On 25 January 2018, the FCA fined Interactive Brokers (UK) Limited (“IBUK“) just over £1 million for “serious and systemic weaknesses” arising out of poor market abuse controls and failing to report suspicious client transactions during February 2014 to February 2015 (“Relevant Period“).

IBUK arranged and executed online transactions in certain instruments, including CFDs, futures and index options, for both retail and institutional investors. IBUK outsourced its post-trade surveillance to a team based at another company within the Interactive group in the USA. It was in respect of this business model that the FCA said that IBUK had failed to comply with the rulebook.

The FCA said that IBUK did not adequately input into the design and calibration of the post-trade surveillance systems, or test their operation, to ensure the systems would capture potential market abuse. The regulator added that IBUK also failed to provide “effective oversight” over the manner in which the US team reviewed the surveillance reports. In particular, the FCA found that IBUK carried out no quality assurance or monitoring of the review of the reports and failed to ensure that the US team was sufficiently trained to undertake its role properly.

The FCA concluded that these failings made IBUK prone to failing to submit suspicious transaction reports (“STRs“), a risk that was ultimately borne out in practice. The FCA found that during the Relevant Period, there were three instances of suspicious trading by IBUK’s clients relating to insider dealing in respect of contracts for difference. In each case, IBUK executed highly profitable transactions for its clients around the time of the announcement of price sensitive information. However, there were no related STRs submitted by IBUK, despite having reasonable grounds to suspect that the transactions constituted market abuse in the form of insider dealing.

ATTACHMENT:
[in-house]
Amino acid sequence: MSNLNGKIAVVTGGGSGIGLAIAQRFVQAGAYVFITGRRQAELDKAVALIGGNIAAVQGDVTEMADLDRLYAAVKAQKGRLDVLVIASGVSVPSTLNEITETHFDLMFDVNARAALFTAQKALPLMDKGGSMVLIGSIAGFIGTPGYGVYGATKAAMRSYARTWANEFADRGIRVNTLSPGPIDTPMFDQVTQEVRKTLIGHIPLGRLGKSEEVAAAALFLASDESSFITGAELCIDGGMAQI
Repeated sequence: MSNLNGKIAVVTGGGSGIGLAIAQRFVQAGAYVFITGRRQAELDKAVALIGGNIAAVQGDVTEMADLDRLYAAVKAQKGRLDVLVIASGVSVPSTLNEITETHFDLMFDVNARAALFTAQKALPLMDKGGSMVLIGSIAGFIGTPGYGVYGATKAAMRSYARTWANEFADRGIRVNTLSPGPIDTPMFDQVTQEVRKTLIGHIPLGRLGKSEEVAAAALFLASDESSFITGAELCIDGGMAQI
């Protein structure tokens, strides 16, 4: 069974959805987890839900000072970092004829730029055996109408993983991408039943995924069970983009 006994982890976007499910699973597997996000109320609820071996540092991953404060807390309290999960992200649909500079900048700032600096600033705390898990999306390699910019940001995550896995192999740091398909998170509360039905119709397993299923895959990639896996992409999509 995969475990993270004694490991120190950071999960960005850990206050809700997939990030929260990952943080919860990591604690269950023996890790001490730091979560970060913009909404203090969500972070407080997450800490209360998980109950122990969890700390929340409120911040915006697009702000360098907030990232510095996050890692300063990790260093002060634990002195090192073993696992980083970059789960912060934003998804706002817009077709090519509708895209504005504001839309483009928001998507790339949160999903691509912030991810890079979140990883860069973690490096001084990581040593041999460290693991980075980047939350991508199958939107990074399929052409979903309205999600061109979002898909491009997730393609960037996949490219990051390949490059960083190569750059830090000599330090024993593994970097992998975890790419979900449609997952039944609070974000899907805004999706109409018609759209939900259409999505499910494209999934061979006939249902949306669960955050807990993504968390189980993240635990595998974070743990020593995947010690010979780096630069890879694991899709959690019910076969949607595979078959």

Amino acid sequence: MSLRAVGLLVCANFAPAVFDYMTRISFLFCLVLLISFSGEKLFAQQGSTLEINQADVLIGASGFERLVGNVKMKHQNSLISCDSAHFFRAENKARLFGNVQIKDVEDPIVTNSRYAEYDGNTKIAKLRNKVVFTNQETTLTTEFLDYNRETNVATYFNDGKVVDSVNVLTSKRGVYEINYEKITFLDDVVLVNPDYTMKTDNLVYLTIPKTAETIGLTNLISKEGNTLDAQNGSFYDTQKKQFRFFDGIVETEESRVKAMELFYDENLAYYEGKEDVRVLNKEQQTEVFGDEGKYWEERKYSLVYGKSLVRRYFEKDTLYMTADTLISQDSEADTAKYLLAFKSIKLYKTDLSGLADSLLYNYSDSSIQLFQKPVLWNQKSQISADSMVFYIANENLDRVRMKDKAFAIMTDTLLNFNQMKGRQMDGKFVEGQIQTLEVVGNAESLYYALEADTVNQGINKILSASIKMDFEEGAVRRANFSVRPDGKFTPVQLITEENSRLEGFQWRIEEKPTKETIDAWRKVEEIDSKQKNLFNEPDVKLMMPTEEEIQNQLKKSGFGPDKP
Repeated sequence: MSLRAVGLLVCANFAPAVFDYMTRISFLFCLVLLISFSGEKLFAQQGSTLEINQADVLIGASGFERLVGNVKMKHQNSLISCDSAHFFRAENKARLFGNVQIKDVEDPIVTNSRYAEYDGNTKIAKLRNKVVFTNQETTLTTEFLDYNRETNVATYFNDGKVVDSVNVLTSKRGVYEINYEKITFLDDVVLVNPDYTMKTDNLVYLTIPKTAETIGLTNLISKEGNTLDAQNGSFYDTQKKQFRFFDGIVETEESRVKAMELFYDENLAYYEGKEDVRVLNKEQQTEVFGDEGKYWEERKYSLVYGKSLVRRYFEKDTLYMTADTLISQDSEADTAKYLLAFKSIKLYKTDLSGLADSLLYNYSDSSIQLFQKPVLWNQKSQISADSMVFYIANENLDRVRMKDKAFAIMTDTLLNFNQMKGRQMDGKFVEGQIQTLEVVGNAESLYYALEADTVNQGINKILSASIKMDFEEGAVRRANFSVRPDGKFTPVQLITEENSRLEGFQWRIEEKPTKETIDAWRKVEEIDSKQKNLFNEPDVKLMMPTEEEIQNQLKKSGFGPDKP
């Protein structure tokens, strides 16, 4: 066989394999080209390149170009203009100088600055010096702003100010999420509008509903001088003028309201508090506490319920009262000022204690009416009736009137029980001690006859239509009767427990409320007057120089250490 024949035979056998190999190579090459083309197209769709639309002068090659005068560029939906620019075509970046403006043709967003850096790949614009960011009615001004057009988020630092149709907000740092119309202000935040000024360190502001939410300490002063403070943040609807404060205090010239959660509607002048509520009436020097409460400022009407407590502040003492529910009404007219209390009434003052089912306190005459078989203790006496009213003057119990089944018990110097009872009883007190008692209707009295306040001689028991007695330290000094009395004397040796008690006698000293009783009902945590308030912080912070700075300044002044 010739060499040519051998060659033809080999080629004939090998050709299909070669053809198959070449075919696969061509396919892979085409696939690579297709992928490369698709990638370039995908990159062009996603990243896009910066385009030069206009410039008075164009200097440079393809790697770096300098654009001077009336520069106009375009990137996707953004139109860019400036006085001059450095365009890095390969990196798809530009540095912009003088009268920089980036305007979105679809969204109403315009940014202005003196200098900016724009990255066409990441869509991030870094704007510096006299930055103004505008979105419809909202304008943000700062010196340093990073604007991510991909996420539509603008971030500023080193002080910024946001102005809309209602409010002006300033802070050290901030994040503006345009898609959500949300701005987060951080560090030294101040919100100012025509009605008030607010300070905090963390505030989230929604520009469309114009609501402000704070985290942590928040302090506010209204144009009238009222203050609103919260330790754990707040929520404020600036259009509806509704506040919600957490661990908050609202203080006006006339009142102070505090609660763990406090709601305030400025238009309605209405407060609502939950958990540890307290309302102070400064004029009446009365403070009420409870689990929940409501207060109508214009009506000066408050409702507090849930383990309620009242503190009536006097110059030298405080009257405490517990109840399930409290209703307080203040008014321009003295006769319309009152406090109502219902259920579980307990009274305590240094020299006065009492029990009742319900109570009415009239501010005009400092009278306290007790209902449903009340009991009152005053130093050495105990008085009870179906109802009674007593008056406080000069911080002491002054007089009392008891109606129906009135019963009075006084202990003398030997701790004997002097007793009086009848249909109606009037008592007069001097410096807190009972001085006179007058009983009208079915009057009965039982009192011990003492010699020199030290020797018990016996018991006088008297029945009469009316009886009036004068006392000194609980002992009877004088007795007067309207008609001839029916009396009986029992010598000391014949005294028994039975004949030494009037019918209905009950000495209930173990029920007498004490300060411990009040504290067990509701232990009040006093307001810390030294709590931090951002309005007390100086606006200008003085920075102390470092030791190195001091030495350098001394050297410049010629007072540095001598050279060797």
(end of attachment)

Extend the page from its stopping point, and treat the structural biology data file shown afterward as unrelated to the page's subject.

Mark Steward, Director of Enforcement and Market Oversight at the FCA, commented that IBUK’s systems were “inadequate and ineffective…, fell below the appropriate standards and exposed counterparties and the market to risks they did not bargain for.”

Conclusion

The FCA continues to live up to its promise to clamp down on systems and controls that could facilitate market abuse. Readers will recall that the FCA characterised the tackling of market abuse as a high regulatory priority in the 2017/18 Business Plan And as predicted in our earlier blog, Look Back in Anger: FCA Enforcement 2017, 2018 is set to be a year of more FCA fines arising out of the significant increase in FCA investigations in 2017. Our prediction is for more FCA investigations and enforcement activity around market abuse concerns as the year moves on.